Tracking my efforts to beat Myalgic Encephalomyelitis (ME), aka CFIDS, aka CFS

Tracking my efforts to beat Myalgic Encephalomyelitis (ME), aka CFIDS, aka CFS

Saturday, August 19, 2017

My Ongoing Battle With Chronic Epstein Bar Virus

As I wrote in April, I had (at that time) two recent blood tests showing active (IgM) positive Epstein Bar Virus (EBV) infection.  EBV is the virus responsible for infectious mononucleosis.

After my April post, one of my doctors (Dr. C) expressed some doubt about whether the EBV tests were correct.  Perhaps, he said, the tests were false positives.  He claimed that the lab that conducted the tests (one of the two large corporate labs in the U.S.) was known for false positive EBV tests on occasion.  So I continued to take transfer factor as I mentioned in April, but my heart wasn't fully invested in the treatment because of Dr. C's doubt.  When the bottle of Transfer Factor ran out, I stopped taking it.

In July, my other doctor (Dr. M) ordered a third EBV test in 2017, this time using a different lab (the other large corporate lab.)  The test came back positive again, with very high titers.  For me, this removed any doubt that EBV is a factor in my illness--at least it is now.  I've had, at this point, active EBV infection or at least 8 months, and likely more.  January was the first time we'd tested EBV in several years at least.  It is probably unlikely the EBV reactivated just before the first test in January.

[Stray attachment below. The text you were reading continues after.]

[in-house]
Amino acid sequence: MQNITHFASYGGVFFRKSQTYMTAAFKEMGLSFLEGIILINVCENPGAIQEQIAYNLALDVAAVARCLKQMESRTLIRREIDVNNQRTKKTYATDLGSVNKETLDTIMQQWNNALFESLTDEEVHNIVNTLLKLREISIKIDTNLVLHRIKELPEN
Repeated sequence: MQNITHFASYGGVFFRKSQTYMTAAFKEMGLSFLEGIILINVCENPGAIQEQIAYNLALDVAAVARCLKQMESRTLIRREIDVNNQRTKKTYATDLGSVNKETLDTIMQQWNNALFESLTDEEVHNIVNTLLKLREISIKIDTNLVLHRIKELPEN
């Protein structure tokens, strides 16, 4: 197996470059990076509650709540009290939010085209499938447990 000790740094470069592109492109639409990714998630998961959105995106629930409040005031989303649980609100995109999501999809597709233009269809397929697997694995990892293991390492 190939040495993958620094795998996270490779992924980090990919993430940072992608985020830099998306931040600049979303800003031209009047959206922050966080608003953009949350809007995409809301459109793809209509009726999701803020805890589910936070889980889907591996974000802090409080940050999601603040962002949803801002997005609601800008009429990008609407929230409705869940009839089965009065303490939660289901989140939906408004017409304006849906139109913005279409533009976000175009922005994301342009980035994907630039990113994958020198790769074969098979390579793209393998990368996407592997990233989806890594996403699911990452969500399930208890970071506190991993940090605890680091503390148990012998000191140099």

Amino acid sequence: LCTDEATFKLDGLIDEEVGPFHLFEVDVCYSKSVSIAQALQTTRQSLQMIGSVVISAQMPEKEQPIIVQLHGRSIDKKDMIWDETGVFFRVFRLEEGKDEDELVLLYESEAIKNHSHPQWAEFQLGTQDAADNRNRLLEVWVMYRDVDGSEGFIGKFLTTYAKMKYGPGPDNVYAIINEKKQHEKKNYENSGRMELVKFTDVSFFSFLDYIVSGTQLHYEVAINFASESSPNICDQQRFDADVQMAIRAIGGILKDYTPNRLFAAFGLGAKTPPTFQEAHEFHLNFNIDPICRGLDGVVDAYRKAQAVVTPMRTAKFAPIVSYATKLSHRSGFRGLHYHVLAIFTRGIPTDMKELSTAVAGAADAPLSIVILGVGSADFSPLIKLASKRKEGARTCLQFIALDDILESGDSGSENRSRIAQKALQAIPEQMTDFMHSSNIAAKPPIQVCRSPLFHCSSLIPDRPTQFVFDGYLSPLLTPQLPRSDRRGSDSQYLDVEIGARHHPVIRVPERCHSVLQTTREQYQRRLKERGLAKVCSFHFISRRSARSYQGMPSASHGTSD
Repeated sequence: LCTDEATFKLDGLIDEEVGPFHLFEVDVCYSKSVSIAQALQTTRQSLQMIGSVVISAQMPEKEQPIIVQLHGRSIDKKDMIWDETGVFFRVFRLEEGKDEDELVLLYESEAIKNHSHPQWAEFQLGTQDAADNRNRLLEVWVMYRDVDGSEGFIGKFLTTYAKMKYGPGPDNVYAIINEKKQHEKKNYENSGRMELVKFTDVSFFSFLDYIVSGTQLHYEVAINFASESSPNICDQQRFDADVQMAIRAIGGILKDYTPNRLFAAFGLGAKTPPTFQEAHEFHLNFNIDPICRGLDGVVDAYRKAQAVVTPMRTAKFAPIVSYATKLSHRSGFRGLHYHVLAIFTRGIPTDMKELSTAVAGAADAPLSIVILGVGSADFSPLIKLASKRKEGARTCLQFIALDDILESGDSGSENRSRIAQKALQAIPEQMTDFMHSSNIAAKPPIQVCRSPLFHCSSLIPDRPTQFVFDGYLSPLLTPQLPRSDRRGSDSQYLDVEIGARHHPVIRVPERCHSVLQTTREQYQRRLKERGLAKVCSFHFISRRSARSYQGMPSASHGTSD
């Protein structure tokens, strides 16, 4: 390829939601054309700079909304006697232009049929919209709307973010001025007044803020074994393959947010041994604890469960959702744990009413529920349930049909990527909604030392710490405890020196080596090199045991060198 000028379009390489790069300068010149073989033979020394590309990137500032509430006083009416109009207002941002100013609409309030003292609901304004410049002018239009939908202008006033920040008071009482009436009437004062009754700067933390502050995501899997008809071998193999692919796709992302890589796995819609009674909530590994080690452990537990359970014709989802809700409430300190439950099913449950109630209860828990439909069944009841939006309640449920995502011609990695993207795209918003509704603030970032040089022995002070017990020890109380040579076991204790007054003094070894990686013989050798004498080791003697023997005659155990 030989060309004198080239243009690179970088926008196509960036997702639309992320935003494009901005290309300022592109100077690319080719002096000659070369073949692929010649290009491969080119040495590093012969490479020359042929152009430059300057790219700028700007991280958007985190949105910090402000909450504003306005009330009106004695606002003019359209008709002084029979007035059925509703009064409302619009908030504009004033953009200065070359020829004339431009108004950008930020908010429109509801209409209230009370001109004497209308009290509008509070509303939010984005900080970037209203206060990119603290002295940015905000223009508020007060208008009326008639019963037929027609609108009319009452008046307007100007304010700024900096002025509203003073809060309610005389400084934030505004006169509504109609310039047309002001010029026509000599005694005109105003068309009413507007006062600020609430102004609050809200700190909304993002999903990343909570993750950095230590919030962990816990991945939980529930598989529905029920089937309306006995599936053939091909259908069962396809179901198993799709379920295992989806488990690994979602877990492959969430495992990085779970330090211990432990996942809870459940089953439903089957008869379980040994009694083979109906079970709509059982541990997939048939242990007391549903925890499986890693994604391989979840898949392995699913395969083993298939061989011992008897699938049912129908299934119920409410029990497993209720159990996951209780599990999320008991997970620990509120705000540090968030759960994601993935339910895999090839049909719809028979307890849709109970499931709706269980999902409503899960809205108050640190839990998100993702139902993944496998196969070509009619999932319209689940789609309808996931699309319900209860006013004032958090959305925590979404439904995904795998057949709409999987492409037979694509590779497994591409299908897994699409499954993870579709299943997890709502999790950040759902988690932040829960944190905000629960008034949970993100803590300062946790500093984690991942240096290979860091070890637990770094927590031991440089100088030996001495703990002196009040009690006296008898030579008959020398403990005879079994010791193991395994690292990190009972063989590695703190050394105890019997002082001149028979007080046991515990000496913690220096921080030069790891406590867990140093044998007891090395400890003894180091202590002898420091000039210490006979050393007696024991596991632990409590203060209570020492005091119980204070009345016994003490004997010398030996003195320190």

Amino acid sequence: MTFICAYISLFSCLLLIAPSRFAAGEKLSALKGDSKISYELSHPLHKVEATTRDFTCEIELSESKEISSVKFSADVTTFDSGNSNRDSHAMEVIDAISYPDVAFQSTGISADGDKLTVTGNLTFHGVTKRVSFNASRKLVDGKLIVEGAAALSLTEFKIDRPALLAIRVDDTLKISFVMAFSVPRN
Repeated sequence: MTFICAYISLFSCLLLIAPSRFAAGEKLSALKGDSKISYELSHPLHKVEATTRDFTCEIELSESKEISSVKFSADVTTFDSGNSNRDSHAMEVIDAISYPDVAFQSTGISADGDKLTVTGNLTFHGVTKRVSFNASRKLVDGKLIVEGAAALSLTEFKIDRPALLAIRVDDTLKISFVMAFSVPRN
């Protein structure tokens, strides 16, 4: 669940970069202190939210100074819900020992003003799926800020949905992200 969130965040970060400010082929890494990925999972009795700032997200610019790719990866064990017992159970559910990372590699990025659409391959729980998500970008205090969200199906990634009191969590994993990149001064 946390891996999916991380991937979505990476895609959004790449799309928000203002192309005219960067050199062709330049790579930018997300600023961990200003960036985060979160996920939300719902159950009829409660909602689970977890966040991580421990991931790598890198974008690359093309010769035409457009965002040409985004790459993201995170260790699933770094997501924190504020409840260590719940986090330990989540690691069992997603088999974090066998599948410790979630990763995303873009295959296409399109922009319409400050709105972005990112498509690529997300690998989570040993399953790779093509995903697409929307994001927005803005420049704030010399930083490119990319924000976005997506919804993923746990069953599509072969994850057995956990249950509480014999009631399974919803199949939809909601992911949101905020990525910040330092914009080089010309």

My plan is to resume Transfer Factor and continue with Equilibrant and Valacyclovir.   But honestly, I don't think that will be enough to dig me out of this cycle of reactivated herpes family viruses.  It hasn't so far.

For years I've had my eye on IVIG as a treatment.   The few patients I've known who qualified for insurance coverage of IVIG had remarkable results.  More than once, I've heard these patients say something to the effect of, "you forget how much it's helping until you stop the treatment."  These informal reviews, combined with my belief about immunodeficiency being at the root of my ME, leads me to believe IVIG has a good chance of being effective.  The problem has always been that I don't qualify for insurance coverage of IVIG treatment because, as I've been given to understand, one must be deficient in two of the four subclasses of gamma globulins to qualify.  I am only low in one subclass.

Recently a fellow patient mentioned that there are other ways to qualify for IVIG.  One is with chronic EBV.  I haven't been able to confirm that this is true online.  I plan to discuss IVIG with my doctor at my next visit in mid-September and push hard for an IVIG prescription based on chronic EBV.  I have also been told that there is a related therapy where one can self-administer weekly shots of inter-muscular gamma globulin.  This is supposedly much less expensive (perhaps even affordable without insurance coverage.)  If I cannot qualify for IVIG, I plan to try this treatment.

In the meantime, I have a new symptom: abdominal tenderness.  I visited a physician's assistant a few weeks ago and she felt my abdomen.  She said that the area under my rib-cage (left side, front) felt firm and swollen.  She said this is the area of the pancreas and spleen "which can become swollen when someone has Mono."  I hadn't mention the positive EBV tests to her.  I said, "well, actually..."